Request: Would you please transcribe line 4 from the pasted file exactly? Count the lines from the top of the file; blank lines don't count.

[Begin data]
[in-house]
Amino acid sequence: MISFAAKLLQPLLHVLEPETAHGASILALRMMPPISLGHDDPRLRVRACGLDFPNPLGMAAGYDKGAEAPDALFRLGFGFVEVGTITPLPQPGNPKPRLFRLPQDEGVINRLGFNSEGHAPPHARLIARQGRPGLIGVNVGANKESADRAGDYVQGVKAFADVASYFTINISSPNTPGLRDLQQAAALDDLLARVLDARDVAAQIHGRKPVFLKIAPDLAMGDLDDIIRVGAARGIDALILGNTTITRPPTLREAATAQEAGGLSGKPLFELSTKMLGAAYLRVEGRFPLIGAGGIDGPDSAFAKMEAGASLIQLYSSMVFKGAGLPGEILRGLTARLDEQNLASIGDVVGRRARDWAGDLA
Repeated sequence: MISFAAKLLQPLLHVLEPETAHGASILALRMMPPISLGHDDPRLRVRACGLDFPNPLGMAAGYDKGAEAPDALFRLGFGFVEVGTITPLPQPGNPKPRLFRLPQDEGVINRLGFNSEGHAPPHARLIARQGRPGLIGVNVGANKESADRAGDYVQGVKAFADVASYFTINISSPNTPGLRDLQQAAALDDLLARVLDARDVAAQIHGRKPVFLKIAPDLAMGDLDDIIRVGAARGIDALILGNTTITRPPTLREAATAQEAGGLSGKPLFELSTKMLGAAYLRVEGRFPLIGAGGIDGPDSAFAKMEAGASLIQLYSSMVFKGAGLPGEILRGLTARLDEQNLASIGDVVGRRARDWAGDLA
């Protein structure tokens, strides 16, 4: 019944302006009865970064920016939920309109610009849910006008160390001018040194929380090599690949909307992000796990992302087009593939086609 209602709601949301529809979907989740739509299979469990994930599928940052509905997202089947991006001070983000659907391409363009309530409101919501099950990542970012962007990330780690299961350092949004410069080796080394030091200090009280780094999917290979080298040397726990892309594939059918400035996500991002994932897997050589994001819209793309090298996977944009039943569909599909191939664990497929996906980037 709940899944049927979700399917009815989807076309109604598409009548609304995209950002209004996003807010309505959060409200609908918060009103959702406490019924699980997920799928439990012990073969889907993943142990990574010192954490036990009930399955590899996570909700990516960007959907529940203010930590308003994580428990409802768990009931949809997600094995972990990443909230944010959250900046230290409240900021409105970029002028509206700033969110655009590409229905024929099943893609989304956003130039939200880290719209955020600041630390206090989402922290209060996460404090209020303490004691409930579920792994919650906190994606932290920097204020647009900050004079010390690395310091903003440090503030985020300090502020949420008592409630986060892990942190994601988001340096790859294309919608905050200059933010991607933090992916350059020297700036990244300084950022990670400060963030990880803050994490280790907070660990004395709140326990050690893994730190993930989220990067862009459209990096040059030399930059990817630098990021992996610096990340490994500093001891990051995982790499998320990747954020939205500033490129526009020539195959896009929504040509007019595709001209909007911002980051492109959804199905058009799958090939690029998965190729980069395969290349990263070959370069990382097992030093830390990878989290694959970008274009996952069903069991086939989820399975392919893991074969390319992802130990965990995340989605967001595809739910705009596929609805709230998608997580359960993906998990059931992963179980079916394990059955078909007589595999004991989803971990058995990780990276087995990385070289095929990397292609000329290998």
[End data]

């Protein structure tokens, strides 16, 4: 019944302006009865970064920016939920309109610009849910006008160390001018040194929380090599690949909307992000796990992302087009593939086609 209602709601949301529809979907989740739509299979469990994930599928940052509905997202089947991006001070983000659907391409363009309530409101919501099950990542970012962007990330780690299961350092949004410069080796080394030091200090009280780094999917290979080298040397726990892309594939059918400035996500991002994932897997050589994001819209793309090298996977944009039943569909599909191939664990497929996906980037 709940899944049927979700399917009815989807076309109604598409009548609304995209950002209004996003807010309505959060409200609908918060009103959702406490019924699980997920799928439990012990073969889907993943142990990574010192954490036990009930399955590899996570909700990516960007959907529940203010930590308003994580428990409802768990009931949809997600094995972990990443909230944010959250900046230290409240900021409105970029002028509206700033969110655009590409229905024929099943893609989304956003130039939200880290719209955020600041630390206090989402922290209060996460404090209020303490004691409930579920792994919650906190994606932290920097204020647009900050004079010390690395310091903003440090503030985020300090502020949420008592409630986060892990942190994601988001340096790859294309919608905050200059933010991607933090992916350059020297700036990244300084950022990670400060963030990880803050994490280790907070660990004395709140326990050690893994730190993930989220990067862009459209990096040059030399930059990817630098990021992996610096990340490994500093001891990051995982790499998320990747954020939205500033490129526009020539195959896009929504040509007019595709001209909007911002980051492109959804199905058009799958090939690029998965190729980069395969290349990263070959370069990382097992030093830390990878989290694959970008274009996952069903069991086939989820399975392919893991074969390319992802130990965990995340989605967001595809739910705009596929609805709230998608997580359960993906998990059931992963179980079916394990059955078909007589595999004991989803971990058995990780990276087995990385070289095929990397292609000329290998």